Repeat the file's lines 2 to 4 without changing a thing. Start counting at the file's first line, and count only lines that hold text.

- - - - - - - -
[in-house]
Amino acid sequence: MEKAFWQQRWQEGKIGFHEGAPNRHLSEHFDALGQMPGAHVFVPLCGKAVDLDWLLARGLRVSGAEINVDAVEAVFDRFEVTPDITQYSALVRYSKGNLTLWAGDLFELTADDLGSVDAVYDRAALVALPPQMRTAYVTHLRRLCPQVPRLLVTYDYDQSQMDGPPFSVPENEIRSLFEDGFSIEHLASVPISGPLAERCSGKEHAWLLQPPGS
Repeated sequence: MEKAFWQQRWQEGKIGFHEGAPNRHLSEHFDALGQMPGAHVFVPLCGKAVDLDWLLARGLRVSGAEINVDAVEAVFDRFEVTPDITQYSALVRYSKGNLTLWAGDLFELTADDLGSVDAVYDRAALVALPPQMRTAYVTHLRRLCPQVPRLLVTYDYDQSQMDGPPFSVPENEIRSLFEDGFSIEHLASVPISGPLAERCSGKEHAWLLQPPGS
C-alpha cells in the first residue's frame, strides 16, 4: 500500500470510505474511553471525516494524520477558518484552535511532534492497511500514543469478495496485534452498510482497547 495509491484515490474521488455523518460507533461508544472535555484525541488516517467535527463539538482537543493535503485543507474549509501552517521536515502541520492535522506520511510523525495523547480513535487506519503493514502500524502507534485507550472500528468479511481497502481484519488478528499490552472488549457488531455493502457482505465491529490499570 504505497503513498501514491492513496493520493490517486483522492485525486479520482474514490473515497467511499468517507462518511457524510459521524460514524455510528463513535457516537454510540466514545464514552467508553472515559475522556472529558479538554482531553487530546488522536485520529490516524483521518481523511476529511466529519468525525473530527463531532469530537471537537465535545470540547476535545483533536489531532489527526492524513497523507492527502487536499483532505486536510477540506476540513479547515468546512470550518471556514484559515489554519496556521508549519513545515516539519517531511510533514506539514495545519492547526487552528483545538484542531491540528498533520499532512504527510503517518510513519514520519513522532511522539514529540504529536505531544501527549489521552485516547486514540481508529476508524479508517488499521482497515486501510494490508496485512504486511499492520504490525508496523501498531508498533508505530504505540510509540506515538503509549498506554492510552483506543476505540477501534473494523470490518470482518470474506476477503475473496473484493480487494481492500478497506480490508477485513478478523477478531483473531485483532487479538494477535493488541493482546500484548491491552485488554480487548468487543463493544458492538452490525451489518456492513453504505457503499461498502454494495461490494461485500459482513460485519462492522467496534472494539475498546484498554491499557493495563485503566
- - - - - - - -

Amino acid sequence: MEKAFWQQRWQEGKIGFHEGAPNRHLSEHFDALGQMPGAHVFVPLCGKAVDLDWLLARGLRVSGAEINVDAVEAVFDRFEVTPDITQYSALVRYSKGNLTLWAGDLFELTADDLGSVDAVYDRAALVALPPQMRTAYVTHLRRLCPQVPRLLVTYDYDQSQMDGPPFSVPENEIRSLFEDGFSIEHLASVPISGPLAERCSGKEHAWLLQPPGS
Repeated sequence: MEKAFWQQRWQEGKIGFHEGAPNRHLSEHFDALGQMPGAHVFVPLCGKAVDLDWLLARGLRVSGAEINVDAVEAVFDRFEVTPDITQYSALVRYSKGNLTLWAGDLFELTADDLGSVDAVYDRAALVALPPQMRTAYVTHLRRLCPQVPRLLVTYDYDQSQMDGPPFSVPENEIRSLFEDGFSIEHLASVPISGPLAERCSGKEHAWLLQPPGS
C-alpha cells in the first residue's frame, strides 16, 4: 500500500470510505474511553471525516494524520477558518484552535511532534492497511500514543469478495496485534452498510482497547 495509491484515490474521488455523518460507533461508544472535555484525541488516517467535527463539538482537543493535503485543507474549509501552517521536515502541520492535522506520511510523525495523547480513535487506519503493514502500524502507534485507550472500528468479511481497502481484519488478528499490552472488549457488531455493502457482505465491529490499570 504505497503513498501514491492513496493520493490517486483522492485525486479520482474514490473515497467511499468517507462518511457524510459521524460514524455510528463513535457516537454510540466514545464514552467508553472515559475522556472529558479538554482531553487530546488522536485520529490516524483521518481523511476529511466529519468525525473530527463531532469530537471537537465535545470540547476535545483533536489531532489527526492524513497523507492527502487536499483532505486536510477540506476540513479547515468546512470550518471556514484559515489554519496556521508549519513545515516539519517531511510533514506539514495545519492547526487552528483545538484542531491540528498533520499532512504527510503517518510513519514520519513522532511522539514529540504529536505531544501527549489521552485516547486514540481508529476508524479508517488499521482497515486501510494490508496485512504486511499492520504490525508496523501498531508498533508505530504505540510509540506515538503509549498506554492510552483506543476505540477501534473494523470490518470482518470474506476477503475473496473484493480487494481492500478497506480490508477485513478478523477478531483473531485483532487479538494477535493488541493482546500484548491491552485488554480487548468487543463493544458492538452490525451489518456492513453504505457503499461498502454494495461490494461485500459482513460485519462492522467496534472494539475498546484498554491499557493495563485503566